The early results are in, and it is not a good look for YouTube (Updated!)

So, as you may well already know, YouTube got into a bit of a pickle with their advertisers recently, and in the aftermath of this, made some pretty big policy changes regarding Monetization. These changes affected every content creator on the service, but made a rather jarring impact upon very small creators, like myself.

You see, they implemented a policy wherein a content creator will not get ads shown on their videos, even if they otherwise qualify for Monetization, unless their channel has a minimum of 10,000 combined, lifetime views. Now for large and even mid-sized YouTubers, ten thousand views is nothing, they get that in a day, or a week at worst. But for small YouTubers, this is a rather significant number of views. We can debate all day as to whether that matters or not, as this is essentially the equivalent of $20 worth of monetized views, but in the end it really doesn’t matter.

You see, regardless of the difficulty of reaching 10,000 views on a channel, I’m here to tell you that this policy is a lie.

I have multiple YouTube channels, which I have used for various purposes over the years. One was primarily for posting raid videos for “World of Warcraft”, another for machinima projects, a couple of others hosted different video podcasts I used to do, and of course I now have “Meander about Middle-Earth” and “RetroStuff”, my upstart gaming channels.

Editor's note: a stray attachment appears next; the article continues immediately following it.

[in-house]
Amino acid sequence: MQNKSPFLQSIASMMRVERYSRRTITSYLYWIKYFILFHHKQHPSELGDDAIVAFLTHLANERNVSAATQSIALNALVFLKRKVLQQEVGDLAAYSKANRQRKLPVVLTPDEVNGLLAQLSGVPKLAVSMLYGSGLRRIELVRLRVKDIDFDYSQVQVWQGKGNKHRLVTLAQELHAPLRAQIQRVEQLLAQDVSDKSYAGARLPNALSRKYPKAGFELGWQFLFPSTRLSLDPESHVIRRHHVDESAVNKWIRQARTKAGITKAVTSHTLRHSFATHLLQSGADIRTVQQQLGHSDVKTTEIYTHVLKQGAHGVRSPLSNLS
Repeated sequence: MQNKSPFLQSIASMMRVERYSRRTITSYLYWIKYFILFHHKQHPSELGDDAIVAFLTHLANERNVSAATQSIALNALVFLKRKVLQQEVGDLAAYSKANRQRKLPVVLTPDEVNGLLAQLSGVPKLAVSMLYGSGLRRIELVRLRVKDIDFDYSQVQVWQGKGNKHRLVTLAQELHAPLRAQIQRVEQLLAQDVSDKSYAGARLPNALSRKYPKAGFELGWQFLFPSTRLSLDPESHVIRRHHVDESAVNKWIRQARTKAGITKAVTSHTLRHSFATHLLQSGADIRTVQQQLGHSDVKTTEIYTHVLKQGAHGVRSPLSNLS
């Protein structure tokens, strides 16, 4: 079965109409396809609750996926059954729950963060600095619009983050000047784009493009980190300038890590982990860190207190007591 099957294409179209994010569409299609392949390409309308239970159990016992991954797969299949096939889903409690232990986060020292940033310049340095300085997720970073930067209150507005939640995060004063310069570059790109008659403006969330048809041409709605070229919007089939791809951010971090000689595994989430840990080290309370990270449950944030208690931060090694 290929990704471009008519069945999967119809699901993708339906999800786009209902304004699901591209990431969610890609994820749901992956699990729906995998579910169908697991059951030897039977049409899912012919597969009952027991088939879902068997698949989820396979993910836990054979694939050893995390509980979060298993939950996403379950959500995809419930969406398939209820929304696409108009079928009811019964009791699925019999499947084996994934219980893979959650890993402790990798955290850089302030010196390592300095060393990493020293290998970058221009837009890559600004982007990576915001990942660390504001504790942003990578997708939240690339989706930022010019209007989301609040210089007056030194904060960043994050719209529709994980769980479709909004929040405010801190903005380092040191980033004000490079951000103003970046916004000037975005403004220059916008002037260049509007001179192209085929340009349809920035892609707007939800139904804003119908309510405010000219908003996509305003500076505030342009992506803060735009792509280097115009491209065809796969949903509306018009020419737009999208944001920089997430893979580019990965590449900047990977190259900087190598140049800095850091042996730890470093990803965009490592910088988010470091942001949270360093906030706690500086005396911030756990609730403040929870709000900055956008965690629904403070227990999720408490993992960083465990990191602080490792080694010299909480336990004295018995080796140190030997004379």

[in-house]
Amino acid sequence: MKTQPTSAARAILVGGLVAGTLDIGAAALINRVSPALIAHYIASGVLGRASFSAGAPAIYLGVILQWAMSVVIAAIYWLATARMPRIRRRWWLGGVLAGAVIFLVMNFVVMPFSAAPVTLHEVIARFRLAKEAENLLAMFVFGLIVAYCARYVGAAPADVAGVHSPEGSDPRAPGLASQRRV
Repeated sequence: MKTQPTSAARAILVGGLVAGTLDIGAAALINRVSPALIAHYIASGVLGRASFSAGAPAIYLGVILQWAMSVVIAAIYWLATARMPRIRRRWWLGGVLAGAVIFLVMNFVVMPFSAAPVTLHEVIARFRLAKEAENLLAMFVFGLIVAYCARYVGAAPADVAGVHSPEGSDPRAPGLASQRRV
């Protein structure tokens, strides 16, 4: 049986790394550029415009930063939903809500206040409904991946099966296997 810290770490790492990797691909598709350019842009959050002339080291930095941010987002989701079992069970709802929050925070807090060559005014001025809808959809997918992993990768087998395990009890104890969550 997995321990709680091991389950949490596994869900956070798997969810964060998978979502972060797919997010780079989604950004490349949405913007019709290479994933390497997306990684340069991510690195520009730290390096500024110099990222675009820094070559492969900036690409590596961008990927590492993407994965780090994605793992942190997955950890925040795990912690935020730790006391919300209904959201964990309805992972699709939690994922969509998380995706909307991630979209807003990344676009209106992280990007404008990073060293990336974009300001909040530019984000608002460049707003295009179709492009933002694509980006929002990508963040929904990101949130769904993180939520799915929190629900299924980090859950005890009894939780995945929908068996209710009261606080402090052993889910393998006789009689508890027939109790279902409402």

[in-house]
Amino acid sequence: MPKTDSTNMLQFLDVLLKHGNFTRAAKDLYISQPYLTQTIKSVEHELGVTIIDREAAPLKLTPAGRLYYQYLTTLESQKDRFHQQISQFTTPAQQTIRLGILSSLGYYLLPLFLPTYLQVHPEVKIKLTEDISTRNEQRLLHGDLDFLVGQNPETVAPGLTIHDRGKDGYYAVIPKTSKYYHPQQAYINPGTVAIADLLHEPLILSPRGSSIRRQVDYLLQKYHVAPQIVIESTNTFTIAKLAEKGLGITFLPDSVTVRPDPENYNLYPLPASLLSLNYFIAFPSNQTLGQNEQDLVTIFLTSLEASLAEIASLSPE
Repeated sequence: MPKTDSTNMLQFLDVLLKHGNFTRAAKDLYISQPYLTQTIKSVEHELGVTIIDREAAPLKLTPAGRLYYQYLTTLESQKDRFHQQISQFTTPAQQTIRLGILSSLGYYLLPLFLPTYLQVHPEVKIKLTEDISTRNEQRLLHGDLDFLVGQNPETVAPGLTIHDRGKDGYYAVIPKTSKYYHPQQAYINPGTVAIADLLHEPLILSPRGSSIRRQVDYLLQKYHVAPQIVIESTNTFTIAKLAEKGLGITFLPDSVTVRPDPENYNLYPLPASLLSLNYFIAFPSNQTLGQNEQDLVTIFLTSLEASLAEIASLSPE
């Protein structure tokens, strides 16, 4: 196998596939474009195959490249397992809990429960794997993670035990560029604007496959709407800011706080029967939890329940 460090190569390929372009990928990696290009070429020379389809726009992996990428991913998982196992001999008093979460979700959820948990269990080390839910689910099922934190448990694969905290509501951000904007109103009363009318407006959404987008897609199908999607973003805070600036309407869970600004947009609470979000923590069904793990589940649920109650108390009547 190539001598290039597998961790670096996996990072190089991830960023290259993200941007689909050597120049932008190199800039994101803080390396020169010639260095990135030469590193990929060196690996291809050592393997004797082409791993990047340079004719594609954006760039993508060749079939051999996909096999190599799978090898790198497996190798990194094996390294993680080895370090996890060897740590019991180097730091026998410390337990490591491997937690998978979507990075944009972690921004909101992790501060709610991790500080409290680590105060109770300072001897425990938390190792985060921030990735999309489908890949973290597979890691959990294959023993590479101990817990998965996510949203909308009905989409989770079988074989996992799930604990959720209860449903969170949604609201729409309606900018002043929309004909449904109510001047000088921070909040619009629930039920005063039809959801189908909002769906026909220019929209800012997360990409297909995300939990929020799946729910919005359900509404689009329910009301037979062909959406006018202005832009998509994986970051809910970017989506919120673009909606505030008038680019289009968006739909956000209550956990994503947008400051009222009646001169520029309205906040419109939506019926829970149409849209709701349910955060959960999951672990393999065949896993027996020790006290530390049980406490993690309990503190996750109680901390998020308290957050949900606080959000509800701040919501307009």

Anyway, neither of my two newest channels come even close to the 10,000 lifetime views level, but the channel for my old MMORPG-related video podcast “Full of Fail” not only meets that standard, it blows it out of the water (over 200,000 lifetime combined views). So I decided to conduct a test, using my FoF channel, and see if this monetization policy is on the level.

Sadly, from my early results, it  most certainly is not.

You see, that channel was not inactive, I had been posting on it as recently as a couple of months ago. So I started “Full of Fail” back up last week, and will be posting that show weekly, every Wednesday, for the foreseeable future. But even with that channel more than qualifying for Monetization, and for ads to be run on my videos there, I haven’t seen a single video displayed on my show.

Not. One.

I have been watching my analytics page very closely, and it keeps coming up zeros. Moreover, my monetized videos don’t even show markers where ads would be running, if they were properly monetized (they should each appear with a little yellow strip at the start of their timeline, and yet none of them do). So basically, either YouTube has other policies in place that further restrict very small YouTubers from getting ads on their videos, or their lifetime views requirement is a lot higher than just 10,000. In fact, it is well over 200,000 lifetime views, if FoF isn’t getting even the option to display videos at this point!

Anyway, I will admit that this experiment is still in its infancy, so things might change. Maybe the automatic systems at YouTube take a little longer than one might expect to clear a channel for videos, once they qualify for said ads and enable monetization? I don’t know, but I will tell you this: I think something else is at work.